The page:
Elsa Leydier (1988, France) lives and works between Paris (France) and Itacaré (Brazil). There, where she moved to in 2015, the young artist explores the limits of this society through photography, focusing on diverting the political charge of iconic images.
In her project Heatwave, Leydier looks at climate change through an instance of the wine-making industry. For champagne, a drink with a centuries-long heritable recipe, global warming is a threat. Fluctuations in temperature extremes are harmful to the quality of the grapes, and harvesting in hot weather is particularly detrimental, and the drink loses its subtle palette of aromas when it’s exposed to UV light. Heatwave offers Leydier’s artistic vision of the relation between nature and the people who work tightly connected with it — as well as an interpretation of the climate crisis on civilization. She created her rayograms, cameraless images, by placing vines on photosensitized paper and exposing it to light. On top, as a filter, she placed tainted materials used to protect champagne from the light’s adverse effects. A poetic project to highlight the urge to battle climate change.
For Plátanos con Platino and Braços Verdes e Olhos Cheios de Asas, Leydier modifies the colors of her photographs made in the Amazon region to produce a visually explosive and luminous image. In Braços Verdes e Olhos Cheios de Asas, she resorts to depicting the tropical nature and haunting territorial particularities of Latin America, and at first glance, they seem like a familiar depiction of the region in their exoticism and radiance. Although, in fact, what Elsa focuses upon is the failures of vernacular representations of the territory. The series is a reminder of a degree to which the Amazon is glamorized by popular culture. Borrowing its language of luxury aesthetics, Leydier aims not at immersing the viewer in the lush greenery of the Amazon, but – quite the contrary – points at a misguiding romanticized nature of its representation.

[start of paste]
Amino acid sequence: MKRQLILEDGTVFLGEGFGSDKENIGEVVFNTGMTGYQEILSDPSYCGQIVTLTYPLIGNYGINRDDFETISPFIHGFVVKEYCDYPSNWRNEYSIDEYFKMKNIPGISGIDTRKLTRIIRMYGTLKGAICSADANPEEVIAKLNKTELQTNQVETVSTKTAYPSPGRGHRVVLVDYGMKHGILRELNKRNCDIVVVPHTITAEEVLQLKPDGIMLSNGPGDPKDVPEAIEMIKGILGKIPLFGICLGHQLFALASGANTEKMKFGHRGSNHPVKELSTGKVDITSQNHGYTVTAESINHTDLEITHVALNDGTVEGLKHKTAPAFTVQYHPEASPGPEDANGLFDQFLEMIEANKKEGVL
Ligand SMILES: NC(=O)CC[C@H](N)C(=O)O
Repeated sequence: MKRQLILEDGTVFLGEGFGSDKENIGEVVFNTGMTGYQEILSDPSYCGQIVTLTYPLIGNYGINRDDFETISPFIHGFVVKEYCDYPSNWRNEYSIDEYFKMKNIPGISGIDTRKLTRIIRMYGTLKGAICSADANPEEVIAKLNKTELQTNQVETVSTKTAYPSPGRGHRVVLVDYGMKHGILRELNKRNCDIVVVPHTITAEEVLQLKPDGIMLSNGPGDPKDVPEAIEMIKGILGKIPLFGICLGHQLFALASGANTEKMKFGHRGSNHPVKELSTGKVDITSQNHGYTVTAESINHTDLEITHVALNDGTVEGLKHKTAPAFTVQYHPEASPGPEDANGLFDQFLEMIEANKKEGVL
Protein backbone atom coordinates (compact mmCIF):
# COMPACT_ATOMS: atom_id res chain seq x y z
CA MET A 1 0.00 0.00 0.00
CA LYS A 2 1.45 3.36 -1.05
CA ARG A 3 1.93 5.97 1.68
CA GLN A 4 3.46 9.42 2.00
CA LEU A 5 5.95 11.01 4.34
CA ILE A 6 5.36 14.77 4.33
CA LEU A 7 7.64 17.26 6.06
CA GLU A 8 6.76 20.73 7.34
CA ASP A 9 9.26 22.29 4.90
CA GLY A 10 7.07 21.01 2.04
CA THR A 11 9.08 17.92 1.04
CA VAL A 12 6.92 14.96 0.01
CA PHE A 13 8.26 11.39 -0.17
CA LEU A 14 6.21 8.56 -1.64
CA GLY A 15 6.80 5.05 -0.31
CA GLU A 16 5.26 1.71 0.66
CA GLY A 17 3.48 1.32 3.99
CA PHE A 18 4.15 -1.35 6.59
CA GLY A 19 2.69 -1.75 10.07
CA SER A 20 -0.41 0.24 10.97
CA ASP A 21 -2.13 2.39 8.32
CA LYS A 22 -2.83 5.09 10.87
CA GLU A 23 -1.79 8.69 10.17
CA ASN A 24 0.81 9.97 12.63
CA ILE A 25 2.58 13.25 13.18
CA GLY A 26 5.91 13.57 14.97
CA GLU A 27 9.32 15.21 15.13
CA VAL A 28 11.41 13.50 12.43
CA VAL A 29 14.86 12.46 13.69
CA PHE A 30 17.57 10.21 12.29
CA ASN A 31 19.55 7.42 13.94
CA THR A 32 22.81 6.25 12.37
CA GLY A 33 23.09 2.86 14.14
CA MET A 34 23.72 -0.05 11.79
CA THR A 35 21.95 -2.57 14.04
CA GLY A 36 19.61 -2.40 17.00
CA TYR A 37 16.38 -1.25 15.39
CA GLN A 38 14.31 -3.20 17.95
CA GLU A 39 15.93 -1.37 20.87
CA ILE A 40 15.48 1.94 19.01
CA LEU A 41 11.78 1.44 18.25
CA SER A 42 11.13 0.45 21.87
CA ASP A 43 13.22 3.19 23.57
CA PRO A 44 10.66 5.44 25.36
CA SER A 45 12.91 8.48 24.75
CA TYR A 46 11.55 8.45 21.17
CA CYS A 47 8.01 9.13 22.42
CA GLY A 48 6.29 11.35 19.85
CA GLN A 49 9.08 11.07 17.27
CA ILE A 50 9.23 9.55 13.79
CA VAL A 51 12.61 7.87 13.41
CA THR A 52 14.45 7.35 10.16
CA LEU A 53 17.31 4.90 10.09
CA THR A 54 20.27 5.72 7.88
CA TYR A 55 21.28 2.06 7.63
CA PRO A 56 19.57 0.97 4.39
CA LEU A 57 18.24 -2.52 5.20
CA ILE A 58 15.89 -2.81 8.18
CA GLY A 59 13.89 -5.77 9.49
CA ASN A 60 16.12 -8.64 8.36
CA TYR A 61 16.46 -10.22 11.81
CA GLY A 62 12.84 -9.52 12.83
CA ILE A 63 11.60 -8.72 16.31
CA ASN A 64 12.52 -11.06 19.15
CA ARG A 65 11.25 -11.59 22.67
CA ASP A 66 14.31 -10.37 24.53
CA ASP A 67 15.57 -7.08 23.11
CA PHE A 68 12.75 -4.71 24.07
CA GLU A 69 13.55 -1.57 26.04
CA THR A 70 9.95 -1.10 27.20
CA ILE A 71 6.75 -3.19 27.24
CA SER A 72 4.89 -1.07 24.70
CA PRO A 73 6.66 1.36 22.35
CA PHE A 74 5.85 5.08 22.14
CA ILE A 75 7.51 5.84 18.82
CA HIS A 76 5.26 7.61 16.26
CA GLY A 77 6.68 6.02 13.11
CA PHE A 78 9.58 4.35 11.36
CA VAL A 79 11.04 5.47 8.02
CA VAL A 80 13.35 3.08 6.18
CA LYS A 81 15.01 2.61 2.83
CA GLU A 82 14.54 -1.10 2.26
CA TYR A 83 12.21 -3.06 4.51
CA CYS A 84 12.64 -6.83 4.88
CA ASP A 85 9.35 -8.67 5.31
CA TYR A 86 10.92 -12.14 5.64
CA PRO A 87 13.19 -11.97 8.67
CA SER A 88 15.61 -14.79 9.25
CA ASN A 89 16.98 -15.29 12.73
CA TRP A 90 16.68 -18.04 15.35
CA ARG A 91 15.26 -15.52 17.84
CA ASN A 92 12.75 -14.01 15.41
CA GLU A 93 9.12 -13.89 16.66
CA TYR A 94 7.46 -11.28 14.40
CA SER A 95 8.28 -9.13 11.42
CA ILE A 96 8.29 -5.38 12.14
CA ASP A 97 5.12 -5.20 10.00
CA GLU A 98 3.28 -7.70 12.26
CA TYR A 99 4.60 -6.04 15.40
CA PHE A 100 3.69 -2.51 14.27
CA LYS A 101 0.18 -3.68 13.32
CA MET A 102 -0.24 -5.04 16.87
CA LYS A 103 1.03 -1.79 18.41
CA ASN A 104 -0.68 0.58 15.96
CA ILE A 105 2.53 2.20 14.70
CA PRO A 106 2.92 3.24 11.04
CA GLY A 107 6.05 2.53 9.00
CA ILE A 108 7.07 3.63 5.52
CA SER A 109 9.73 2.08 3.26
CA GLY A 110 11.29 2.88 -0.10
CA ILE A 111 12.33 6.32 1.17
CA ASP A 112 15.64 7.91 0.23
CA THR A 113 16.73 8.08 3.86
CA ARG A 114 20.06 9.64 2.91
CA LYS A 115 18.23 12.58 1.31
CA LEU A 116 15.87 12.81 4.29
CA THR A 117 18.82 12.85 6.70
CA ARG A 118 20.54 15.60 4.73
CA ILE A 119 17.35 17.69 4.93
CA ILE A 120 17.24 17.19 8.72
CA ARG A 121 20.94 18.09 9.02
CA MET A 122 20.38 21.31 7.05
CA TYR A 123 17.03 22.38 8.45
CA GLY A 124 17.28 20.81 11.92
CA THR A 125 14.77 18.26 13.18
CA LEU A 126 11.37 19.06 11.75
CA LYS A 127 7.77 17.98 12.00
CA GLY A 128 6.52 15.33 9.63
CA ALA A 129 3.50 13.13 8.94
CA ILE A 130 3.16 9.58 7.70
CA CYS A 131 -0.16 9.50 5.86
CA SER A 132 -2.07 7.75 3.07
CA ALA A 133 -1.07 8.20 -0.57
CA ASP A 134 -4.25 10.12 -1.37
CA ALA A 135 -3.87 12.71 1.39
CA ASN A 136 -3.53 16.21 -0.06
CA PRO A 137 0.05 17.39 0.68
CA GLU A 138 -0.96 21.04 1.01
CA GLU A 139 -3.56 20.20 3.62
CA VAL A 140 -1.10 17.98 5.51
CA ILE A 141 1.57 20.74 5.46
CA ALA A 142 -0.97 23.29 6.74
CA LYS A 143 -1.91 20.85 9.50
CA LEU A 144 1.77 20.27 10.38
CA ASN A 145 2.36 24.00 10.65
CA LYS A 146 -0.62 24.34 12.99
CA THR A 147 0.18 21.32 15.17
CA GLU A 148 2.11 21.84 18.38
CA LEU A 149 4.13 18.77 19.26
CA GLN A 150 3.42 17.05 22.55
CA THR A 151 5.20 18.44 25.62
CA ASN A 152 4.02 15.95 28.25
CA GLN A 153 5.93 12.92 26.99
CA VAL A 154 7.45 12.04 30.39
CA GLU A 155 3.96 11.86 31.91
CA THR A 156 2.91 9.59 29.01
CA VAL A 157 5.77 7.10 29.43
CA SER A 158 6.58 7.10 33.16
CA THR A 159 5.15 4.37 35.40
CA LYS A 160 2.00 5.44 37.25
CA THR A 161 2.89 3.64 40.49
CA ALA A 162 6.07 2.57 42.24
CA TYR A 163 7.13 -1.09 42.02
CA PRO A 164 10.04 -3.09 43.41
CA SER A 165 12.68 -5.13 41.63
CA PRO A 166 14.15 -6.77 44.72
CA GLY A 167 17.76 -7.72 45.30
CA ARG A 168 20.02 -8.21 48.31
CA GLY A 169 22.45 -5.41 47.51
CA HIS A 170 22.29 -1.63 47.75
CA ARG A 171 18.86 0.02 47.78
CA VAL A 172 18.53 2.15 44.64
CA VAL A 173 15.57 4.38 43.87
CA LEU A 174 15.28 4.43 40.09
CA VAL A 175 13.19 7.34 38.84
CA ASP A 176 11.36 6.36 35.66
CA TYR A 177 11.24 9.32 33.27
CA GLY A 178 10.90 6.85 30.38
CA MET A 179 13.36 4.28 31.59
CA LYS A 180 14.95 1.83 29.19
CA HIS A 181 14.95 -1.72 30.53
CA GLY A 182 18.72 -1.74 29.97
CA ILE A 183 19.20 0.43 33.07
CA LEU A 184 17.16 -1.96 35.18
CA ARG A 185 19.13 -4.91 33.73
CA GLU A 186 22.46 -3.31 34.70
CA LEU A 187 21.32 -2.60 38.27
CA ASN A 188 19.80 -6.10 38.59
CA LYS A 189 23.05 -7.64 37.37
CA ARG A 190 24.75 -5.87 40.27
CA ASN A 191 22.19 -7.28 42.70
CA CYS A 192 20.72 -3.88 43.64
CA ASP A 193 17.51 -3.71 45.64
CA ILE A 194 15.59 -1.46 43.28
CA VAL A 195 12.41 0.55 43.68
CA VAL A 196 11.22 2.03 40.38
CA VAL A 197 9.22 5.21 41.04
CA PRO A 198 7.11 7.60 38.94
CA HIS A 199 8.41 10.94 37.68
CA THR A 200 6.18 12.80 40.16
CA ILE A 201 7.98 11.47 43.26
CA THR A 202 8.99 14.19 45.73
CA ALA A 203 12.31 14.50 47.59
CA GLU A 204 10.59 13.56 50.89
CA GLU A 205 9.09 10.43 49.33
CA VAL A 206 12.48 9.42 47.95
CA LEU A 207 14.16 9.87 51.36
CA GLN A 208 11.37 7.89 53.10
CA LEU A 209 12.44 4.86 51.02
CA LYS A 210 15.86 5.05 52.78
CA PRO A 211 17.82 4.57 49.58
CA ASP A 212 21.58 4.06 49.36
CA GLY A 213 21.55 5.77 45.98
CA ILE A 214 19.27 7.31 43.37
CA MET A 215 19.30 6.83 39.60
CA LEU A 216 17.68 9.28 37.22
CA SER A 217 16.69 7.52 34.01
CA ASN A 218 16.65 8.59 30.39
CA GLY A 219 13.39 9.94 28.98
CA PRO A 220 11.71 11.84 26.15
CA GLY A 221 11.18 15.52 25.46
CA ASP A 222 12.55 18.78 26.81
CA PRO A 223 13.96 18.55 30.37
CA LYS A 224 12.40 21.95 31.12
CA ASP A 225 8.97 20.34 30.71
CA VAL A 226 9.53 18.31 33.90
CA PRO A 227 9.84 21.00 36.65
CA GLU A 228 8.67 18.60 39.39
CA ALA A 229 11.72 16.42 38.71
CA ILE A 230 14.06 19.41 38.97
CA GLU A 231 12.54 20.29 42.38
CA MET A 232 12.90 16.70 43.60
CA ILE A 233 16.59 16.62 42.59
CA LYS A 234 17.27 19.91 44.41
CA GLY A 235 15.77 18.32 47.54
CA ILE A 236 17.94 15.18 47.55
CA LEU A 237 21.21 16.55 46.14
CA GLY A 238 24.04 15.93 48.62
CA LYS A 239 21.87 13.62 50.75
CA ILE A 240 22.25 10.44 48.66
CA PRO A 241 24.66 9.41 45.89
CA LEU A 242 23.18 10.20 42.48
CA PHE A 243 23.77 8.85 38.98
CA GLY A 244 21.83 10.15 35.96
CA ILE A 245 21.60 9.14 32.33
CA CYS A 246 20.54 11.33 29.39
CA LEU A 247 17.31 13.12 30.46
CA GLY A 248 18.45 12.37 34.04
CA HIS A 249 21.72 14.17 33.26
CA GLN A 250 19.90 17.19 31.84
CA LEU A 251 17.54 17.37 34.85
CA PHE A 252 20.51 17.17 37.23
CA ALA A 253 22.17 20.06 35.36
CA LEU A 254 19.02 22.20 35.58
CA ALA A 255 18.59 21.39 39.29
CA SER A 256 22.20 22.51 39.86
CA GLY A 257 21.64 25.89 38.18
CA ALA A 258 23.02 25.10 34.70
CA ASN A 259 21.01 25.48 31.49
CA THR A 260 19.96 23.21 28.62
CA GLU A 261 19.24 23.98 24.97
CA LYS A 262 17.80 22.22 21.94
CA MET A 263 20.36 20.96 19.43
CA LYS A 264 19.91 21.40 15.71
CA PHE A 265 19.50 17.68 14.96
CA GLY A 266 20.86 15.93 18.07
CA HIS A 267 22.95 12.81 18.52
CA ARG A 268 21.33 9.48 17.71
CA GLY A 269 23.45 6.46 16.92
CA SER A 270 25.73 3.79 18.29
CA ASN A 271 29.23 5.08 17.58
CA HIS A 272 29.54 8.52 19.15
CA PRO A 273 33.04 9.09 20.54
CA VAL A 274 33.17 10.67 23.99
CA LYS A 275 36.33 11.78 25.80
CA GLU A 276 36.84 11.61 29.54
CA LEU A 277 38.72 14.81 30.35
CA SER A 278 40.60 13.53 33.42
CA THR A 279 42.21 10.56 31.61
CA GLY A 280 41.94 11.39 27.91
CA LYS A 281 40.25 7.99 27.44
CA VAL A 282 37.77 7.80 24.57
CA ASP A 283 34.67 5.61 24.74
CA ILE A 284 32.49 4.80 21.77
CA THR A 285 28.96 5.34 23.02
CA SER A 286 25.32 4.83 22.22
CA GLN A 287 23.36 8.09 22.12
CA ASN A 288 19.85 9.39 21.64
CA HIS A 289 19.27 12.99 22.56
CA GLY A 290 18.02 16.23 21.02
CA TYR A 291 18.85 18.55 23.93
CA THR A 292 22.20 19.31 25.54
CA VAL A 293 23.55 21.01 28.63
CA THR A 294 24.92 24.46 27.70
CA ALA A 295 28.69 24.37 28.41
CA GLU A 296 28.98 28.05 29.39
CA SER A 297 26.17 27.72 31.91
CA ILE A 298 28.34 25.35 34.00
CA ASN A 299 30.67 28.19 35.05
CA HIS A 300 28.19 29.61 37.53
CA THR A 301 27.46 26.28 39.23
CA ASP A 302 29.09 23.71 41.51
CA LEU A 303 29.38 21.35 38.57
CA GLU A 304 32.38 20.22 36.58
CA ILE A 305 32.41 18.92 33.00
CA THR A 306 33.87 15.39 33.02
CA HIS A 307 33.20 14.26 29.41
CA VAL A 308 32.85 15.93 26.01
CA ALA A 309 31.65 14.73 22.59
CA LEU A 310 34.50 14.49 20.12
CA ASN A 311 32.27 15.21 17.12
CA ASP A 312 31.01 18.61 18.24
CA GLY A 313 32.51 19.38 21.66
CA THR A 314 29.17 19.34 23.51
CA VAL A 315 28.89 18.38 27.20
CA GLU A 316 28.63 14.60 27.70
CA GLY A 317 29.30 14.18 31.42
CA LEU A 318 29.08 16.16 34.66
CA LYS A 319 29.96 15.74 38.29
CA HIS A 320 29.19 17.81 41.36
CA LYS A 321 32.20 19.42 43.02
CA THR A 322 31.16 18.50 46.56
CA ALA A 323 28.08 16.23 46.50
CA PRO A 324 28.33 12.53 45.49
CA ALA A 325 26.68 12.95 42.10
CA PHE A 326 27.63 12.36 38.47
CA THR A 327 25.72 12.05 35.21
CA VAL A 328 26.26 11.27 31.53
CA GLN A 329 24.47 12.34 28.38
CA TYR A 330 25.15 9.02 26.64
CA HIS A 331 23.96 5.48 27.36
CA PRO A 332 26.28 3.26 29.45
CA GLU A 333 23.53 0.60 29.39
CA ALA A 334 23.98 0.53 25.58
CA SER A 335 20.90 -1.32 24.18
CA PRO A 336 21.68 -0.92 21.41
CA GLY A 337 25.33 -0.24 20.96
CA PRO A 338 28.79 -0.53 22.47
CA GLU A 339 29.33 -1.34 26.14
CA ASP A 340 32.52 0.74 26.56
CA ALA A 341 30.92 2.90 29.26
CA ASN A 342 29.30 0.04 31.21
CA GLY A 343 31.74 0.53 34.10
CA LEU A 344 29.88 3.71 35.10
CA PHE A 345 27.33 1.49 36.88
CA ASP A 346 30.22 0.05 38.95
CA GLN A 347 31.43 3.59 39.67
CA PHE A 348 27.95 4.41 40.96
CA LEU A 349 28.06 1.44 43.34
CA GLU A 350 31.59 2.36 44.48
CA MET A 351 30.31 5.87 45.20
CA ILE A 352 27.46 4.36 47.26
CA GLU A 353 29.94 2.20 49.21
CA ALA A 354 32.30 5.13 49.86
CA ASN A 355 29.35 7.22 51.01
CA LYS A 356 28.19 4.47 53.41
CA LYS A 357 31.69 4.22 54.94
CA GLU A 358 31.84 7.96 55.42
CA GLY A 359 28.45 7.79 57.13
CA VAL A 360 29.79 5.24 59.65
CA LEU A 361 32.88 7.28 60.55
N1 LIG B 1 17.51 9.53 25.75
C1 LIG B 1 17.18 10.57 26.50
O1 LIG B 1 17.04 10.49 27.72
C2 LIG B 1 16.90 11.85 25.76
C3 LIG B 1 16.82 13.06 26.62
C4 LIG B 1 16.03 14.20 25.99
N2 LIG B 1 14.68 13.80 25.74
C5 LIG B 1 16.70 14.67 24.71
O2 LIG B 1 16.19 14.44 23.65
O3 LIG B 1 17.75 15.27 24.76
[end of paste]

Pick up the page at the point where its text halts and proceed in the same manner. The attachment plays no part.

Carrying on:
Plátanos con Platino is also about twisting the representations. The series investigates Chocó, the region known and spoken of only as of the poorest and most violent in Colombia. However, it also happens to be one of the richest regions in the world in terms of its biodiversity, but the news doesn’t talk about that. Elsa Leydier is revealing Chocó’s luxuriance, a side less visible and often neglected. By doing so, she aims for breaking the consensual image of the Amazon region and, by the means of photography, gives it back the values it has lost. She joins the wonder of the poet Garcia Marquez who wrote in 1954 when he discovered this region: “If someone had the idea to sow a banana tree, the fruits would have grown loaded with platinum nuggets.”
Brazil: System Error is a political statement against stereotyping. Using found imagery, she created glitches in it by inserting into their text code the invectives pronounced by Jair Bolsonaro during his presidential campaign in 2018. Read more about the series here
Elsa Leydier discovered herself in photography after years of studying languages. She has graduated from École Nationale Supérieure de la Photographie in Arles in 2015 and moved to Brazil right after. Leydier was one of the finalists of FOAM Talent in 2019 and 2020. She exhibited Transatlántica in 2019 at Paris Photo, at the Biennale d’Art Contemporain de Lyon and in gallery spaces in France, Portugal, and The Netherlands. She won the Maison Ruinart Paris Photo Prize 2019 and is the winner of the 2019 Dior Photography Award for Young Talents.
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